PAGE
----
"1. Controllers who are scheduled to be working on August 5 at 11:00 a.m. EDT and who are not present by that time. Begin issuing letters of proposed removal at 11 a.m. EDT on August 5.

"2. Controllers who are not scheduled to be at work on August 5 until after 11:00 a.m. EDT on that date. On August 5 do not issue proposed removal letters until after the time the employees were scheduled to report for work and have failed to do so. For example, if any employee is scheduled to report for work at 4 p.m. EDT on August 5, wait until 4 p.m. EDT, only after the individual has failed to report for his/her 4 p.m. shift on August 5 should a proposed removal letter be issued.

"3. Controllers whose regular day off is Wednesday, August 5, and who were not previously directed to report for work on that day. Do not issue proposed removal letters on August 5, wait until the first day and time the individuals are scheduled to report to work before issuing any proposal. For example if an employee is on his regular day off on August 5, but is scheduled to return to work on Thursday, August 6 at 4 p.m. EDT wait until 4 p.m. EDT on August 6. Only after the individual has failed to report at 4 p.m. on August 6 should a proposed removal be issued."

R. I, 226. The communication gives a sample letter of removal to be issued to those who are terminated, which provides:

"SPECIFICATION. Beginning first at the (time) shift on (date) you failed to report for your scheduled tour of duty. On (date) you were sent a (telegram/Mailgram) that an illegal strike was in progress and that you must return to duty for your regularly scheduled shift. You failed to return to duty and instead remained absent without authorization."

R. I, 227. There is no evidence in the record that the content of the GENOT was communicated to the union or to the striking employees. The letters of termination issued to both individual defendants referred not to their failure to show up at their first postdeadline shift, but to their August 3 shift:

"SPECIFICATION. Beginning your first shift at 8 a.m., on August 3, 1981, you failed to report for your scheduled tour of duty. On August 3, 1981, you were sent a telegram (WU # 111) that an illegal strike was in progress and that you must return to duty for your regularly scheduled shift. You failed to return to duty and instead remained absent without authorization."

R. I, 149 (letter to Douglas I. Ramsay); see R. I, 221 (letter to Stephen W. Helton).

Salt Lake Facilities Chief O'Neill, when interviewed about noon on August 7 for a television news story broadcast that evening at 6:00 p.m., engaged in the following exchange:

"TV 5 Question: Those men who were scheduled to work either Tuesday, Wednesday or Thursday [August 4, 5, and 6], who did not show up, you won't let them walk back through the front gate and sit down at a radar screen and start controlling planes?

Answer: No sir, not immediately. There'll have to, have to be a case reviewed first."

R. I, 229. See also R. III, 85; R. IV, 46-47.

Counsel for defendants, at the trial court hearing on August 5, demonstrated a misunderstanding of the President's extension of the deadline, declaring that he thought the workers had to report by 2:00 p.m. on August 5, "the next regular shift." R. III, 9, 216, 220. O'Neill's testimony can be construed as indicating he had the same understanding. R. III, 82-85.

Thus, the most publicized statement about the strike was by the President of the United States, stating that all controllers who did not return to work by 9:00 a.m. (11:00 E.D.T.) on August 5, 1981 would be terminated. In addition, the Secretary of Transportation unequivocally stated on August 5 that the strike was over. While the government asserts that the clarification of the President's deadline should have cleared up any confusion, the only evidence in the record concerning the publication of the clarification is that the statement quoted above was made by O'Neill on August 7 on the 6:00 p.m. news.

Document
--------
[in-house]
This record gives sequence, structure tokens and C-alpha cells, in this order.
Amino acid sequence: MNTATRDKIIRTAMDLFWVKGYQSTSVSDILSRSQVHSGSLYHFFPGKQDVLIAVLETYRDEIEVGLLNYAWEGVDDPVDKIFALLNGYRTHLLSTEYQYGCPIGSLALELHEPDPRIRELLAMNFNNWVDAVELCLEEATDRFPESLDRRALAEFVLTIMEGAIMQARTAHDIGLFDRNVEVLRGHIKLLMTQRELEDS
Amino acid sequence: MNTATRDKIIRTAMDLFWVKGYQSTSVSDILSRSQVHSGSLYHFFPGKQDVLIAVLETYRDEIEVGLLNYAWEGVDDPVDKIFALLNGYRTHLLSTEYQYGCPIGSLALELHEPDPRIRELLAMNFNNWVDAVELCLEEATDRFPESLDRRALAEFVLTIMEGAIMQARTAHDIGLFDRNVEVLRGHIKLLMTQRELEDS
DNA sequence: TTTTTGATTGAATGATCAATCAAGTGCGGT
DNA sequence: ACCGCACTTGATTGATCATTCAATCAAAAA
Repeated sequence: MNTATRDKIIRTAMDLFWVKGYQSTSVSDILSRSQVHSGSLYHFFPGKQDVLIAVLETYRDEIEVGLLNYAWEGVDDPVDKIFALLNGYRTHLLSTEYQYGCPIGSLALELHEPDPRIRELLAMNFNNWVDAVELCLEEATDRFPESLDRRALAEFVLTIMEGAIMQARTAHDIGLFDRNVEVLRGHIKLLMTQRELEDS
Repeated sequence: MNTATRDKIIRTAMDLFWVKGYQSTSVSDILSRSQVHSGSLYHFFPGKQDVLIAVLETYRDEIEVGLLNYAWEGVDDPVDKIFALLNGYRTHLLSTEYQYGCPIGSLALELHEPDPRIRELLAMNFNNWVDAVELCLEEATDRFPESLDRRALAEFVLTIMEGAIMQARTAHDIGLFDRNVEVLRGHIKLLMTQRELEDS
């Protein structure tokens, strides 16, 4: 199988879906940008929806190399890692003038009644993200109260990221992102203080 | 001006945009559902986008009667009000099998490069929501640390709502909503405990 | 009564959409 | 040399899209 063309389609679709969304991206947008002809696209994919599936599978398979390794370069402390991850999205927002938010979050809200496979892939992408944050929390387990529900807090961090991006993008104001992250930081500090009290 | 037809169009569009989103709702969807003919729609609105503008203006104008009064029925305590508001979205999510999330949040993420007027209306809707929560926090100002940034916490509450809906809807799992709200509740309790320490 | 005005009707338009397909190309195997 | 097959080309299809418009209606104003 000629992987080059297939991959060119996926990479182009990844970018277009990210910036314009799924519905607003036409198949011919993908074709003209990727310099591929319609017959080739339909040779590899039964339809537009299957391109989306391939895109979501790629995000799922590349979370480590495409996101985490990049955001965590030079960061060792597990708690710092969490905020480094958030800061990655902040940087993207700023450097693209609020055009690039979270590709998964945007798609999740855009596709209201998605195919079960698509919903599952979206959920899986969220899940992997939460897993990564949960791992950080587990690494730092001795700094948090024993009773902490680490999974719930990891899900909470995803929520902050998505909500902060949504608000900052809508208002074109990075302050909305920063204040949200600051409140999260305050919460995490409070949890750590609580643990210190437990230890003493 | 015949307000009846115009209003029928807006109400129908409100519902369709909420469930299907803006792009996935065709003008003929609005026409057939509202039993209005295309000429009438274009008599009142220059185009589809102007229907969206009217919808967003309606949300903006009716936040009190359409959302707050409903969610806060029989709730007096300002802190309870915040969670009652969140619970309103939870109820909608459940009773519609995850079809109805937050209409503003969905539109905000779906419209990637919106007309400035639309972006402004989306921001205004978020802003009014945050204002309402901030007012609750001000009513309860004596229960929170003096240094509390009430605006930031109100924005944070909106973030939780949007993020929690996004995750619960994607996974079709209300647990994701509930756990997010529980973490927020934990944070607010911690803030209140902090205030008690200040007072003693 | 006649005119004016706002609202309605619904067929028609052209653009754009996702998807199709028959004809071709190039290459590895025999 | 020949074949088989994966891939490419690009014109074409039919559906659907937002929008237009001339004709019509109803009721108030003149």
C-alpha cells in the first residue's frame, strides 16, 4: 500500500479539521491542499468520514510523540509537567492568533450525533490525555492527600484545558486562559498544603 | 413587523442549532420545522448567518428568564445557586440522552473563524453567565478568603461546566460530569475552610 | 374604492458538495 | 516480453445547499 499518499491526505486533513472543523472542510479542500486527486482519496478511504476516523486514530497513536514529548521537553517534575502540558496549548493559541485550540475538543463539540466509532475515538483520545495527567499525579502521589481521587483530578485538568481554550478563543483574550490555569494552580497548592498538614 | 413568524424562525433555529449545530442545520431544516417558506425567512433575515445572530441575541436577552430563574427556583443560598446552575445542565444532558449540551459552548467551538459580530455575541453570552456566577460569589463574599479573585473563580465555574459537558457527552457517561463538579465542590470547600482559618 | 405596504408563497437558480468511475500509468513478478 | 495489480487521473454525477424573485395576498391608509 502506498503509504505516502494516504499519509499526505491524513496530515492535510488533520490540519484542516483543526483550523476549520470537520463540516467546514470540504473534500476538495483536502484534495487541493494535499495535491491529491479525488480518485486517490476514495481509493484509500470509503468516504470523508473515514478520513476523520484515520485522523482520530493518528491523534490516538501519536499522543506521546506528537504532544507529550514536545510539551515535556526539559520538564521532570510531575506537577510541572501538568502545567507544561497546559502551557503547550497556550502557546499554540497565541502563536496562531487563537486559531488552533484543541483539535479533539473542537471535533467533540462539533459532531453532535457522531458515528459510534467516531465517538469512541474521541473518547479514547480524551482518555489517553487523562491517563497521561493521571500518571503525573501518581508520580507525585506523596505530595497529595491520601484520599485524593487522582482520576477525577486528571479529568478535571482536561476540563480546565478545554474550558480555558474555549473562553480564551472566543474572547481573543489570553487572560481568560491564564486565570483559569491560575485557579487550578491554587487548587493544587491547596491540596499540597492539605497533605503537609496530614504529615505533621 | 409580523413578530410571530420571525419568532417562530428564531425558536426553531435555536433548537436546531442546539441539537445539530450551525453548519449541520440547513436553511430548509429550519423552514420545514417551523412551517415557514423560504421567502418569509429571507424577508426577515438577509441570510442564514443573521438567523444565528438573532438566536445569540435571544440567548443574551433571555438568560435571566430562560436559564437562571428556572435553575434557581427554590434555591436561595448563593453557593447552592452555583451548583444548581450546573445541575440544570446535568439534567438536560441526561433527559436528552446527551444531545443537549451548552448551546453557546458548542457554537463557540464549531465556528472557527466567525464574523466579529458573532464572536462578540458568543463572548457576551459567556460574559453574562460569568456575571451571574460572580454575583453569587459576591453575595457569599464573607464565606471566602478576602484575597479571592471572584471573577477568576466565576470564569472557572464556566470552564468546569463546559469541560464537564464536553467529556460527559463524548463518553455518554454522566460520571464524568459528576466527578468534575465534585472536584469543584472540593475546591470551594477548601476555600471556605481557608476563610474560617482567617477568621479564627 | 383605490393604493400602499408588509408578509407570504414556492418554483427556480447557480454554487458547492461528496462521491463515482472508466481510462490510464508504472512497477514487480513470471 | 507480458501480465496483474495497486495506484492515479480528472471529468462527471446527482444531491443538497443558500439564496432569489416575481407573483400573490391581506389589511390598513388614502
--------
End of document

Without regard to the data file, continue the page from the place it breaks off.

Other courts that have considered the issue have also been concerned about confusion on the part of controllers as to when they were terminated and thus unable to return to work. The court in United States v. Professional Air Traffic Controllers Organization, Inc., 524 F. Supp. 160 (D.D.C. 1981), vacated the imposition of fines.

"In view of the multiplicity of the statements issuing from government officials and the contradictions and ambiguities that they involved, it would have been impossible for any defendant to know with the requisite definiteness whether a strike or a government refusal to permit air controllers to work was in progress after the three shifts had reported subsequent to 11:00 a.m. on August 5."

Id. at 164 n. 6. There was no direct testimony that the defendants knew of the clarification of the deadline. In addition, the chief of the Salt Lake facility admitted that the statements made could reasonably have been interpreted by the controllers to mean that they were foreclosed from returning to work after the deadline. R. IV, 47. Based on all the evidence, we find no error in the court's finding that the defendants deliberately disobeyed its order through August 5, 1981. The trial court did not, however, concentrate on the power of the union leadership to lead its members back to work after the noon August 7 time its fines were to begin.2  In that respect it erred. Since we believe the record would not support a finding that the defendants reasonably believed they could lead any of their members back to work on August 7 or later, we do not remand this case for reconsideration by the trial court. We vacate the fines that have been imposed.

IT IS SO ORDERED.

 1

The air traffic controllers, who are government civil service employees, do not have rights of reemployment like those given to other strikers. See section 2(3) of the National Labor Relations Act, 29 U.S.C. § 152(3)

 2

Neither in the court's judgment, R. I, 230-31, nor in its comments at the August 21 and 28 hearings, are there findings concerning whether the defendants reasonably believed they represented anyone who was still an employee entitled to return to work. Rather, the court seemed exclusively concerned with obedience to its orders

" [T]he most direct and significant factor in the entire transaction, so far as the Court's order is concerned, is they were given a--they had a confrontation, they had a specific order of the Court. The Court's order is to be obeyed. They are not relieved from the order of the Court unless they get relief from it. And the Court intends that the order be enforced."

R. V, 18. See also R. IV, 57.